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A third would prove less immediately apparent.
One respondent remembered with mild embarrassment a time when he was caught shoplifting a candy bar. He was 7 years old and was in a convenience mart with his mother. He asked her if she would buy him a Snickers Bar and she refused. She told him she didn't have the money for it right then. Therefore, when she turned her back, he grabbed a Snickers Bar and stuffed it into his pocket. He looked around nervously but didn't think anybody saw him. As they approached the register, a clerk approached the boy and asked him sternly if he had anything he wanted to confess. The boy was immediately overcome with guilt and turned over the candy bar. Of course, his mother was furious, apologized to the clerk and grounded him from playing for a week.
Clearly, this experience would reflect Gottfredson and Hirschi's low self-control theory. The respondent was at the developmental stage where his impulse control failed him. He failed to think of the consequences and in that moment was driven only by the thought that he wanted that candy bar. Naturally, this would be a tremendous learning experience for the boy, who reported during the interview that he never stole another thing, remaining highly conscious of the consequences. This denotes that his development experiences have taught him the self-control that eventually solidifies around consideration of the consequences of one's actions in non-criminal adults.
Another interesting story came from a young man who remembered that when he was in 5th and 6th grade, it was considered a badge of honor to climb on to the roof of the school. It was a one-story elementary school that could be scaled by climbing up onto a window-unit air condition. The roof, the respondent said, was filled with tennis balls, Frisbees and other objects lost during recess. Essentially, he said this was an 'all the cool kids are doing it' sort of thing. Though he would never do it now, he said that it was considered a cultural norm to climb on the roof during the weekends and play, though it was also done knowing full well that police officers might arrive at any minute to put an end to this fun.
The respondent's experience corresponds with the Differential Association Theory, in which Sutherland argues that individual actors will be inclined by their cultural and social associations. In his case, the respondent indicated that for the boys especially, there was a normative pressure to show that you were not afraid to climb on the roof of the school. Moreover, there was a sense that this action was somehow justified because everybody had done it. The notion that 'everybody' engages in this deviant behavior proceeds from a differential association such that the limited social context from which this association is drawn produces the impression that the activity is actually normal and universal.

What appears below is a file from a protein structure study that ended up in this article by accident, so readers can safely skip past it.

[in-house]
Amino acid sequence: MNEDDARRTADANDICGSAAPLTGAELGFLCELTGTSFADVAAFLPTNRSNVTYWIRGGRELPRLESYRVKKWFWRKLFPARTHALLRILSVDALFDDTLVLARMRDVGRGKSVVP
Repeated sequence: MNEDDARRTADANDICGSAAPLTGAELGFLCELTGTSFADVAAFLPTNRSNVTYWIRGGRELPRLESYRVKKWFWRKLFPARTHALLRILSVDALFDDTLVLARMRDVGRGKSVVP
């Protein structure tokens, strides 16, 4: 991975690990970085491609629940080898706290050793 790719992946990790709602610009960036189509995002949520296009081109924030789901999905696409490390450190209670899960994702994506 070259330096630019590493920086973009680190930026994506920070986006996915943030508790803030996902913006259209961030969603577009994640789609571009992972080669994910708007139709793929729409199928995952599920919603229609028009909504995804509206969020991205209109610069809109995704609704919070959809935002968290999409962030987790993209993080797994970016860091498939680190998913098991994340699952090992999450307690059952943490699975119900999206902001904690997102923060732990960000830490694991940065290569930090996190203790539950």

With respect to the third respondent, this young woman would report to sneaking into R-Rated movies with her friends in junior high. In fact, she told the story of going to the theatre to see a violent action film with her two best friends and having the usher actually walk down the aisle, find them, and eject them from a theatre in the middle of the movie. From her perspective, there was no harm in seeing R-Rated movies, and it was her view that everybody did this. Again, this reflects the implications of the Differential Association Theory. Within the context of her generation, age group and culture, sneaking into R-Rated movies was an accepted and sensible act. She would also state that the only harm was in potentially getting caught, and indicated that she never really thought of that until after it happened. In this respect, there is also some degree of the Self-Control Theory invoked, suggesting that the respondent may not have developed the type of impulse control to prevent her from engaging in socially deviant activities such as this as an adult.
Gottfredson, M.R. & Hirschi, T. (1990). A General Theory of Crime. Stanford University Press.
Mork, B. (2006). Differential Association Theory. University of Minnesota, Duluth.
Wrights, B. (2008). Gottfredson and Hirschi's Low Self-Control Theory;…[continue]
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